Ad Fraud Ruins Analytics

Ad fraud. The gift that keeps on giving.

Marketers are beginning to understand that ad fraud affects their actual spend (they get less for their ad dollar), but they haven’t yet caught on to the fact that it affects their metrics as well.  Fake traffic and clicks generated by bots throw off analytics and can cause a marketer to optimize a campaign for the wrong things and waste even bigger dollars.

One way to make ad fraud less lucrative for the fraudsters is for marketers to stop paying for “each,” or volume, and start paying only for quality. That would mean coming to terms with the fact that low quality traffic is even worse than no traffic at all. At the recent IAB Annual Leadership Summit, P&G Chief Brand Officer Mark Pritchard announced that his company, one of the largest advertisers in the world, will only pay for traffic if they can see where it is coming from and whether humans actually viewed ads. Since P&G spent $7.2 billion last year, his announcement caused more than just a slight ripple in the industry.

A casualty of the big wave that rolled over the media supply chain happened to be Facebook, which has always provided its own metrics, and has announced this week that it will allow its ad platform to be verified by the Media Rating Council’s standards.

This will be fun.

And you can’t blame this all on the rise of programmatic. It’s not how the ads are sold or bought, but the kinds of sites selling inventory on the exchanges. Most of the bots happen to be in programmatic ad exchanges, because, as fraud researcher Augustine Fou says, “when those bots cause an ad impression to load on a “long tail” website, they earn ad revenue for that site. Bots don’t make money by causing ad impressions on mainstream publisher sites.”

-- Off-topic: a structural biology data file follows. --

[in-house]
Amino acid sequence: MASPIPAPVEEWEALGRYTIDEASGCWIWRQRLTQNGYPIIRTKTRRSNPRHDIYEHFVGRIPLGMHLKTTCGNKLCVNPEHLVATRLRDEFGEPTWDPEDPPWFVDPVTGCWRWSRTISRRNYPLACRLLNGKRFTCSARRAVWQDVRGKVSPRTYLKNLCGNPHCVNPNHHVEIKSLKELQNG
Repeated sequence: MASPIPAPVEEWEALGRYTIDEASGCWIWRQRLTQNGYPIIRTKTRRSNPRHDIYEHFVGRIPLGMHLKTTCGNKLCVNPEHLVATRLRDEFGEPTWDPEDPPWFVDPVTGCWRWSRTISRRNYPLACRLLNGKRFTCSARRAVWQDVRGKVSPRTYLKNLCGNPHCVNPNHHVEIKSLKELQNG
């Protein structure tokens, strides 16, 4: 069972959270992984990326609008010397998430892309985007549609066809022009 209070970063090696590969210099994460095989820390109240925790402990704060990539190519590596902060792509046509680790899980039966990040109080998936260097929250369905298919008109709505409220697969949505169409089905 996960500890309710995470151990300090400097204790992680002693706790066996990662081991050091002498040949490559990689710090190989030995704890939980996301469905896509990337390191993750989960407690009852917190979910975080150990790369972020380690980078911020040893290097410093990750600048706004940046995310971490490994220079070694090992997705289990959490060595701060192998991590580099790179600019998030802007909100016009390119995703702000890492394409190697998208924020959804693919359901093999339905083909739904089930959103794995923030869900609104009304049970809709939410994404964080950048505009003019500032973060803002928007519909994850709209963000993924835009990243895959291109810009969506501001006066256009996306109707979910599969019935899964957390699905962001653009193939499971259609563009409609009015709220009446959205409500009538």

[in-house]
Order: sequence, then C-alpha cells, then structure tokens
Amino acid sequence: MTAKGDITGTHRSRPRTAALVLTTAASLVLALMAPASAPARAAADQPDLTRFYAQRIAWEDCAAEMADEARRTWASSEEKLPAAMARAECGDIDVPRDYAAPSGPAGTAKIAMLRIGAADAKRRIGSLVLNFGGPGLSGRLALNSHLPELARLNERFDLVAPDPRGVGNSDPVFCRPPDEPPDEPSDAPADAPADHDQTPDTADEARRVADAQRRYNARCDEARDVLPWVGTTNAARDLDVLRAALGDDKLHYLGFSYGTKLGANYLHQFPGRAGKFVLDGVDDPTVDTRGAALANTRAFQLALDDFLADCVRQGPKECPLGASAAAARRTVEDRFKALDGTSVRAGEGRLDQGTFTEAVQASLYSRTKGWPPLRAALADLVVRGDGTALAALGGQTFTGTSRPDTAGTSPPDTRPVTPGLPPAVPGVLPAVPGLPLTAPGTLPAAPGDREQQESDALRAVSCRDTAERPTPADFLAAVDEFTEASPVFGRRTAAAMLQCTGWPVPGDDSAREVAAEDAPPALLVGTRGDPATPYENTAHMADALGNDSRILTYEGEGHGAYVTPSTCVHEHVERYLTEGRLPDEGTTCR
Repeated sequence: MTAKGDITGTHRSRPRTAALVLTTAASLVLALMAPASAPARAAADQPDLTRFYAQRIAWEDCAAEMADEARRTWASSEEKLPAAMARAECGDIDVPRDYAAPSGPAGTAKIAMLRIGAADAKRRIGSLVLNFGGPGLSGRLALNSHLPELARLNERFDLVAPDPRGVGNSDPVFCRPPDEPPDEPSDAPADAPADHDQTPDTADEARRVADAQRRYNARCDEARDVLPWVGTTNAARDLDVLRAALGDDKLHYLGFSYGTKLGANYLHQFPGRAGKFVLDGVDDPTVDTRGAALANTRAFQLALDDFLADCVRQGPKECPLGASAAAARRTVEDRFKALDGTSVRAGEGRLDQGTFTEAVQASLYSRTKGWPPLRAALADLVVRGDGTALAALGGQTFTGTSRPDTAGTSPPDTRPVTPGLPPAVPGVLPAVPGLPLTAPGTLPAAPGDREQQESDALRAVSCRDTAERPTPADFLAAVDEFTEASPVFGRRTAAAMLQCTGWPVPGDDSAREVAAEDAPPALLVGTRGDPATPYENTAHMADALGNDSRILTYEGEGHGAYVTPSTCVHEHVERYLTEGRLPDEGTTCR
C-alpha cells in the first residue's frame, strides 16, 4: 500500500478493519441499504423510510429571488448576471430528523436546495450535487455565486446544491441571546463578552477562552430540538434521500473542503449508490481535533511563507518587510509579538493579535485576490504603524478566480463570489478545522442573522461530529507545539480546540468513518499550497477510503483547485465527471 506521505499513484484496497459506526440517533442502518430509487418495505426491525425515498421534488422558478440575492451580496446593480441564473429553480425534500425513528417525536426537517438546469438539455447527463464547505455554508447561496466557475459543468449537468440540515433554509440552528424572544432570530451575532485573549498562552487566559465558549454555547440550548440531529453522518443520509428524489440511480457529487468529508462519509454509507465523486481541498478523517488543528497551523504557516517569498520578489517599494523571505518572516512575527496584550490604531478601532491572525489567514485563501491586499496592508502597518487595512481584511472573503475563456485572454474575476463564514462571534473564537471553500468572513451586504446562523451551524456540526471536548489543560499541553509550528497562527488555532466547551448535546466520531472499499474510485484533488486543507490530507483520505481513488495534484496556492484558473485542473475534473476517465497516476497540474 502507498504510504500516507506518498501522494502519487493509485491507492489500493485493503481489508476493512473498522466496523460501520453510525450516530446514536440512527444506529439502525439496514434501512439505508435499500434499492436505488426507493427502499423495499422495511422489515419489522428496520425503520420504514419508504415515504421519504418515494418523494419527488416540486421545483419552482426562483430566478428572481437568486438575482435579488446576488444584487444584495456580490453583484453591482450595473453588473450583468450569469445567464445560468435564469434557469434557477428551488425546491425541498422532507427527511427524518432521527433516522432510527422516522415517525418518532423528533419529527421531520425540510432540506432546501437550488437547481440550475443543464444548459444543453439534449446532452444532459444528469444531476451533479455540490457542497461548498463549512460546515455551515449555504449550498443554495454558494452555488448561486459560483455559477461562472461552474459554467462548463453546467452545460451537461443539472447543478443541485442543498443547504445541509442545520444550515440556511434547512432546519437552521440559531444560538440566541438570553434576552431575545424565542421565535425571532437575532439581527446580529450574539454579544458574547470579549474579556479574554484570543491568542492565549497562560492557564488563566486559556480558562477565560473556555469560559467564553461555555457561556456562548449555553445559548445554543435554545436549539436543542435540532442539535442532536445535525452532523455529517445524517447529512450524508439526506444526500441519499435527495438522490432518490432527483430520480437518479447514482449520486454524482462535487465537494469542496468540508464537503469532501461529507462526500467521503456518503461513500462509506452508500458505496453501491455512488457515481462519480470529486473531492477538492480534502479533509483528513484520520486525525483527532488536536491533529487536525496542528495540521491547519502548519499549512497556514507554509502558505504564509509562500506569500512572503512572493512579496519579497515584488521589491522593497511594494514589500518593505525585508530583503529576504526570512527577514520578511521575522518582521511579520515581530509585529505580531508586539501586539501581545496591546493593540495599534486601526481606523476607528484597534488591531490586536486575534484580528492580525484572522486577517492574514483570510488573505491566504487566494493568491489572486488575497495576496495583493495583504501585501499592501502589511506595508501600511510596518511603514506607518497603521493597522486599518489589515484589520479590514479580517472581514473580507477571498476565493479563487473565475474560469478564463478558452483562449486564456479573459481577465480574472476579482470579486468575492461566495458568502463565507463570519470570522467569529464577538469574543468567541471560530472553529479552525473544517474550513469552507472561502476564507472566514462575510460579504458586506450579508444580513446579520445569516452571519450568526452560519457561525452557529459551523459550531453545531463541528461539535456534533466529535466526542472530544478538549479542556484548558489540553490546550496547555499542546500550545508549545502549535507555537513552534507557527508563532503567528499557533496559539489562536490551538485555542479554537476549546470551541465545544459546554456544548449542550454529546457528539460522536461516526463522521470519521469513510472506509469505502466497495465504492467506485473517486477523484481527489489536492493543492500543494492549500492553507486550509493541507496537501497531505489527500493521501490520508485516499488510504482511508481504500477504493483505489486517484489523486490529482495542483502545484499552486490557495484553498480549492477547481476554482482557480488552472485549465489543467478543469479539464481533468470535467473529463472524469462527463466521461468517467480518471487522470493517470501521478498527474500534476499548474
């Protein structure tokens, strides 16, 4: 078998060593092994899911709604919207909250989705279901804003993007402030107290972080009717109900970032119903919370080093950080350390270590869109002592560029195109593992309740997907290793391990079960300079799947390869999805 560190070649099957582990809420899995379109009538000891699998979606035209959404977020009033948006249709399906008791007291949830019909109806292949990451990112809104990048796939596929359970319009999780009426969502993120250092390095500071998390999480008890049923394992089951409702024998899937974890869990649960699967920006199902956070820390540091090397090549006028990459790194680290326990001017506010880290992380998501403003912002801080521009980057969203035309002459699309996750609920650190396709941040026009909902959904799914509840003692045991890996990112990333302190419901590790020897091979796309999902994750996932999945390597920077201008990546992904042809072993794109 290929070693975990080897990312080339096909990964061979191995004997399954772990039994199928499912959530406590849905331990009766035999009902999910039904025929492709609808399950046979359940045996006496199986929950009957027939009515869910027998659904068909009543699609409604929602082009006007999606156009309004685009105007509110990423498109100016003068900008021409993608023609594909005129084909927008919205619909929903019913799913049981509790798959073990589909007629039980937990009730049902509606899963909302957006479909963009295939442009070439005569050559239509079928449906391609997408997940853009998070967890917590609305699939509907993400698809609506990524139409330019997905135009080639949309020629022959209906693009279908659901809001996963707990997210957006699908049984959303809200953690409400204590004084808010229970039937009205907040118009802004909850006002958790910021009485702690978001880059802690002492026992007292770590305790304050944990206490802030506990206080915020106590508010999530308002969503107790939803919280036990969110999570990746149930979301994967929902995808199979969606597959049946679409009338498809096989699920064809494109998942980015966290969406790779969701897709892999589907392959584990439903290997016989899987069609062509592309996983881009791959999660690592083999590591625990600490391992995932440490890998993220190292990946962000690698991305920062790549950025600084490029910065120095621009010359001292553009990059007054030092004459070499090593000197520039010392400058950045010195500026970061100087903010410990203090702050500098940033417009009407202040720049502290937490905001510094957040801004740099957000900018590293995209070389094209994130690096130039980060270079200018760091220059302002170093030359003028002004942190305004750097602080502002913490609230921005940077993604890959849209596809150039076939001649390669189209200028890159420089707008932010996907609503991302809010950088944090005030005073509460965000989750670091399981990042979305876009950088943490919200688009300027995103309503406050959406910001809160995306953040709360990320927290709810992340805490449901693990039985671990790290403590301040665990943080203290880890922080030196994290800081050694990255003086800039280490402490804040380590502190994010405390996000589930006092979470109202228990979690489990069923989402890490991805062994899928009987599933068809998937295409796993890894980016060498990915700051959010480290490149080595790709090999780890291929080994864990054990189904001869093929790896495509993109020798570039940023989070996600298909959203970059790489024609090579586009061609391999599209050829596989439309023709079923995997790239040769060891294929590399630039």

This is the drum we have been  banging for what seems like forever: buy smaller, higher quality audiences. Again, from Dr. Fou,

one key thing for [marketers] to realize is that there are only a finite number of real human beings. So when they target real human identities, the volumes of ad impressions will probably be far less than they are buying now—but that is a good thing, because they want their ads to be shown to real humans, not bots.

Marketers know who has purchased from them before, who has signed up for email newsletters, or who has visited their website.

By onboarding their own data, they can more easily achieve the identity targeting we just talked about—and thus make their media much more effective because they are actually getting their ads in front of real humans.

We are not sure why this is such a difficult lesson for marketers to learn.